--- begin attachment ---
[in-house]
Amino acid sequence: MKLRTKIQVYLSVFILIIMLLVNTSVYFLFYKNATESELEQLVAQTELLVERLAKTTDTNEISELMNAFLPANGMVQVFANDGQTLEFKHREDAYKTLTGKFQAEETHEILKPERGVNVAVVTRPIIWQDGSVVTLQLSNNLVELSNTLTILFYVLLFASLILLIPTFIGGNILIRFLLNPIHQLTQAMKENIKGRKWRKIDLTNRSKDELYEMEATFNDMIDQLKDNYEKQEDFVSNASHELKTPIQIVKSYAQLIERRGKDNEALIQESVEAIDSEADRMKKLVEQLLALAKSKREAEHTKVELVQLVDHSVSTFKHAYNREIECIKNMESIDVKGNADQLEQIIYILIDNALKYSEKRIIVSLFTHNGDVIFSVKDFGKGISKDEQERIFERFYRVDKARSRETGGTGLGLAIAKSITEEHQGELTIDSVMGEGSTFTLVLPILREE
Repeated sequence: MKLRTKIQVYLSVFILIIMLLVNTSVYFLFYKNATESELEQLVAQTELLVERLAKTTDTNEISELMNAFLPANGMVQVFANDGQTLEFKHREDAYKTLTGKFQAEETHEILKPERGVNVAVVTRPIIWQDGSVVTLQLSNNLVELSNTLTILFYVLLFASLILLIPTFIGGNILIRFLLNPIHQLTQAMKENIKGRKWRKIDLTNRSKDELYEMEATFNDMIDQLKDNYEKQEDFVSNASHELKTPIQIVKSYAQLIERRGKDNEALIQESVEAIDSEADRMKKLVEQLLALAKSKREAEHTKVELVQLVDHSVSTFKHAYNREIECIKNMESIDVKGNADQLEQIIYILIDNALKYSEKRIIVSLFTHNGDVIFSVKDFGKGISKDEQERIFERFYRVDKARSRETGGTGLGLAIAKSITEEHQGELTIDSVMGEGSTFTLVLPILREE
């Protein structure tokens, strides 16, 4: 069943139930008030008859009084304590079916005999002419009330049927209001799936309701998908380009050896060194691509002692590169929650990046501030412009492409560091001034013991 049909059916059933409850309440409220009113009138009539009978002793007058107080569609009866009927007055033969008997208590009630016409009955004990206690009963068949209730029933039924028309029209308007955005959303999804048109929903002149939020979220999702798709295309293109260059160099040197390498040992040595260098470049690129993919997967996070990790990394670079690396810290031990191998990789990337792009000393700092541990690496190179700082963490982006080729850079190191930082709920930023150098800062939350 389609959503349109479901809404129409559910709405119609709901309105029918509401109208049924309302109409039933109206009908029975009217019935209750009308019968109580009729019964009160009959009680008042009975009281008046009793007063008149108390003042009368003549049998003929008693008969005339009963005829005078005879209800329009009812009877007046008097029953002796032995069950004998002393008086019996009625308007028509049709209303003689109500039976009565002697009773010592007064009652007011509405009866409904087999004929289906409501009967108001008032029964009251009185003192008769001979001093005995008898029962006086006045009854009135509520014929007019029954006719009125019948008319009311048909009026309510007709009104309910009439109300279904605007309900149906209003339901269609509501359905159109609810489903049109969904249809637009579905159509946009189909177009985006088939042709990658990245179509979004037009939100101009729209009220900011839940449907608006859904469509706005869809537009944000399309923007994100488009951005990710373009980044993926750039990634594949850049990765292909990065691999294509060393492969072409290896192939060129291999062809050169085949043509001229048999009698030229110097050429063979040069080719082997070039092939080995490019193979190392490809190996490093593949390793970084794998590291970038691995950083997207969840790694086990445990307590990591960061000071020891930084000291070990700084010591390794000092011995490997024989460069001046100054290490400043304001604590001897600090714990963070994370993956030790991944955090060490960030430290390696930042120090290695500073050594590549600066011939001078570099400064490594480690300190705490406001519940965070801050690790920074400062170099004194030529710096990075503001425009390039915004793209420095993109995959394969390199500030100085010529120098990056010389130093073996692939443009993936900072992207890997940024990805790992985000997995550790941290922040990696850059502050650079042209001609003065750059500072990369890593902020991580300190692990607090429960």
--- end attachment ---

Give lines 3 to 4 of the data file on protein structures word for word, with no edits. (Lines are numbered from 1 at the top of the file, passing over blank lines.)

Repeated sequence: MKLRTKIQVYLSVFILIIMLLVNTSVYFLFYKNATESELEQLVAQTELLVERLAKTTDTNEISELMNAFLPANGMVQVFANDGQTLEFKHREDAYKTLTGKFQAEETHEILKPERGVNVAVVTRPIIWQDGSVVTLQLSNNLVELSNTLTILFYVLLFASLILLIPTFIGGNILIRFLLNPIHQLTQAMKENIKGRKWRKIDLTNRSKDELYEMEATFNDMIDQLKDNYEKQEDFVSNASHELKTPIQIVKSYAQLIERRGKDNEALIQESVEAIDSEADRMKKLVEQLLALAKSKREAEHTKVELVQLVDHSVSTFKHAYNREIECIKNMESIDVKGNADQLEQIIYILIDNALKYSEKRIIVSLFTHNGDVIFSVKDFGKGISKDEQERIFERFYRVDKARSRETGGTGLGLAIAKSITEEHQGELTIDSVMGEGSTFTLVLPILREE
């Protein structure tokens, strides 16, 4: 069943139930008030008859009084304590079916005999002419009330049927209001799936309701998908380009050896060194691509002692590169929650990046501030412009492409560091001034013991 049909059916059933409850309440409220009113009138009539009978002793007058107080569609009866009927007055033969008997208590009630016409009955004990206690009963068949209730029933039924028309029209308007955005959303999804048109929903002149939020979220999702798709295309293109260059160099040197390498040992040595260098470049690129993919997967996070990790990394670079690396810290031990191998990789990337792009000393700092541990690496190179700082963490982006080729850079190191930082709920930023150098800062939350 389609959503349109479901809404129409559910709405119609709901309105029918509401109208049924309302109409039933109206009908029975009217019935209750009308019968109580009729019964009160009959009680008042009975009281008046009793007063008149108390003042009368003549049998003929008693008969005339009963005829005078005879209800329009009812009877007046008097029953002796032995069950004998002393008086019996009625308007028509049709209303003689109500039976009565002697009773010592007064009652007011509405009866409904087999004929289906409501009967108001008032029964009251009185003192008769001979001093005995008898029962006086006045009854009135509520014929007019029954006719009125019948008319009311048909009026309510007709009104309910009439109300279904605007309900149906209003339901269609509501359905159109609810489903049109969904249809637009579905159509946009189909177009985006088939042709990658990245179509979004037009939100101009729209009220900011839940449907608006859904469509706005869809537009944000399309923007994100488009951005990710373009980044993926750039990634594949850049990765292909990065691999294509060393492969072409290896192939060129291999062809050169085949043509001229048999009698030229110097050429063979040069080719082997070039092939080995490019193979190392490809190996490093593949390793970084794998590291970038691995950083997207969840790694086990445990307590990591960061000071020891930084000291070990700084010591390794000092011995490997024989460069001046100054290490400043304001604590001897600090714990963070994370993956030790991944955090060490960030430290390696930042120090290695500073050594590549600066011939001078570099400064490594480690300190705490406001519940965070801050690790920074400062170099004194030529710096990075503001425009390039915004793209420095993109995959394969390199500030100085010529120098990056010389130093073996692939443009993936900072992207890997940024990805790992985000997995550790941290922040990696850059502050650079042209001609003065750059500072990369890593902020991580300190692990607090429960």